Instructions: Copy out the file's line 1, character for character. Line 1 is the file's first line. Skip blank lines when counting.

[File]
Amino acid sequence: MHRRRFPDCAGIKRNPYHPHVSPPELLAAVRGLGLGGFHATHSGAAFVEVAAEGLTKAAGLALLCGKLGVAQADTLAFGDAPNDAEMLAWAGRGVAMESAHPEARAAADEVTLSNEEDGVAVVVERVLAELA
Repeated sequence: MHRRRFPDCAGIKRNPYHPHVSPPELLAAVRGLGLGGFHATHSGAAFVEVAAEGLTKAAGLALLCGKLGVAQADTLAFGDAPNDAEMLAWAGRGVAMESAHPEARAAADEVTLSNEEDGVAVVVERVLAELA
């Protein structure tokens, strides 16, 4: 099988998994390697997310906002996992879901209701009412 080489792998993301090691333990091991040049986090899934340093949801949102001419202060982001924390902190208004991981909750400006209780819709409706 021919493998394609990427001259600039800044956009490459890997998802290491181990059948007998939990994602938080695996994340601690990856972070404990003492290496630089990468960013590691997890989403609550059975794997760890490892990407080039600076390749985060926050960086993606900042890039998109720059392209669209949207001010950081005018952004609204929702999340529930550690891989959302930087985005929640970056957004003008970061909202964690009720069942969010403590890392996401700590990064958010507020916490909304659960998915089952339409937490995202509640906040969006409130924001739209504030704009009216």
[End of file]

Amino acid sequence: MHRRRFPDCAGIKRNPYHPHVSPPELLAAVRGLGLGGFHATHSGAAFVEVAAEGLTKAAGLALLCGKLGVAQADTLAFGDAPNDAEMLAWAGRGVAMESAHPEARAAADEVTLSNEEDGVAVVVERVLAELA